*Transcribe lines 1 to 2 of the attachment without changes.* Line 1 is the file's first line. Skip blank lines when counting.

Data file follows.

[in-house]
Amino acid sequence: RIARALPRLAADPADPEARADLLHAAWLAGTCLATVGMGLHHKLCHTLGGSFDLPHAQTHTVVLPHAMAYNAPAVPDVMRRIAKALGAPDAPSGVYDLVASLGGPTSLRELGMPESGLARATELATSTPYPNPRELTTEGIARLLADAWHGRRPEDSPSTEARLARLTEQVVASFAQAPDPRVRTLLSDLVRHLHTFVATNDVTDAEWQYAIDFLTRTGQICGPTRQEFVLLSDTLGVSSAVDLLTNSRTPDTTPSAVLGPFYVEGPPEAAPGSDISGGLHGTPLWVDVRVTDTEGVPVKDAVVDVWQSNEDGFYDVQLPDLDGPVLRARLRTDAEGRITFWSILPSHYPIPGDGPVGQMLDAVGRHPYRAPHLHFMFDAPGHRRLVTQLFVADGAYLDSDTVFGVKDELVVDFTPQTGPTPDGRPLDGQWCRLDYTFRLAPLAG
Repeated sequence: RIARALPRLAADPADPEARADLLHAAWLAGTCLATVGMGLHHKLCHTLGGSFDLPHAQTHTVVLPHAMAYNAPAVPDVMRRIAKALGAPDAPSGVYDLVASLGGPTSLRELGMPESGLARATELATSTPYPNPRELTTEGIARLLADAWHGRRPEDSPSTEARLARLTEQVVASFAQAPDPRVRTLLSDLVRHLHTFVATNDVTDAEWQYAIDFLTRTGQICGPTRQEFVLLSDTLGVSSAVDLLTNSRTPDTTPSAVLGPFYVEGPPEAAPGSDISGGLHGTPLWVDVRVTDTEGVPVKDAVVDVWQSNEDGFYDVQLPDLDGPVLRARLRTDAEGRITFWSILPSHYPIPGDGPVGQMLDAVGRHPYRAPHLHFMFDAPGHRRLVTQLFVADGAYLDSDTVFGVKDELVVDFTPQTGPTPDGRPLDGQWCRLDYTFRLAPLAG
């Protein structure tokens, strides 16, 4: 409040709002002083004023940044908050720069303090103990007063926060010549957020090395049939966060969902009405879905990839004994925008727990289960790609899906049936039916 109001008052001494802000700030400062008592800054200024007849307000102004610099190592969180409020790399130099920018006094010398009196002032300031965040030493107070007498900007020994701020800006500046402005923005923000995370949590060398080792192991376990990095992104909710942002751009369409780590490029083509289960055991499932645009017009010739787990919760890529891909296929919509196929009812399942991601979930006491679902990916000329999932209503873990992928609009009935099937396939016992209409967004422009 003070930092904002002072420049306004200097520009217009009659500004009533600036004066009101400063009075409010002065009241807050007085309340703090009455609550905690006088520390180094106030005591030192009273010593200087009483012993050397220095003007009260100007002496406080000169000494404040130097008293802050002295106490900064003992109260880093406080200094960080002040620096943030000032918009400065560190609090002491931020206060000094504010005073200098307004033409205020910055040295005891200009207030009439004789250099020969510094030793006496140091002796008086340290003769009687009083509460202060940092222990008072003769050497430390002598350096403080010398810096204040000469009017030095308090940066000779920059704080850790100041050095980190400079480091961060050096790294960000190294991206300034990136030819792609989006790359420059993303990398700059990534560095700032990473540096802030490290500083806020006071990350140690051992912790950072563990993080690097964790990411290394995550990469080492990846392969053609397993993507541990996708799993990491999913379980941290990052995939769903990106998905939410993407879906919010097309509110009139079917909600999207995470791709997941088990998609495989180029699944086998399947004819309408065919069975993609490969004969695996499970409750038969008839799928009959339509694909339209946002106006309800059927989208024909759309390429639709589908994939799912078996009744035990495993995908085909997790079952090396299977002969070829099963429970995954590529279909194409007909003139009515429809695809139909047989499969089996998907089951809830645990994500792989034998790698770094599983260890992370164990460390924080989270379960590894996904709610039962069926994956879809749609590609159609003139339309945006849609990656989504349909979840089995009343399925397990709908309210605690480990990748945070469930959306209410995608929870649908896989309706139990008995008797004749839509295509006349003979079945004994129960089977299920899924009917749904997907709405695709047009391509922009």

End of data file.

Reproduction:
[in-house]
Amino acid sequence: RIARALPRLAADPADPEARADLLHAAWLAGTCLATVGMGLHHKLCHTLGGSFDLPHAQTHTVVLPHAMAYNAPAVPDVMRRIAKALGAPDAPSGVYDLVASLGGPTSLRELGMPESGLARATELATSTPYPNPRELTTEGIARLLADAWHGRRPEDSPSTEARLARLTEQVVASFAQAPDPRVRTLLSDLVRHLHTFVATNDVTDAEWQYAIDFLTRTGQICGPTRQEFVLLSDTLGVSSAVDLLTNSRTPDTTPSAVLGPFYVEGPPEAAPGSDISGGLHGTPLWVDVRVTDTEGVPVKDAVVDVWQSNEDGFYDVQLPDLDGPVLRARLRTDAEGRITFWSILPSHYPIPGDGPVGQMLDAVGRHPYRAPHLHFMFDAPGHRRLVTQLFVADGAYLDSDTVFGVKDELVVDFTPQTGPTPDGRPLDGQWCRLDYTFRLAPLAG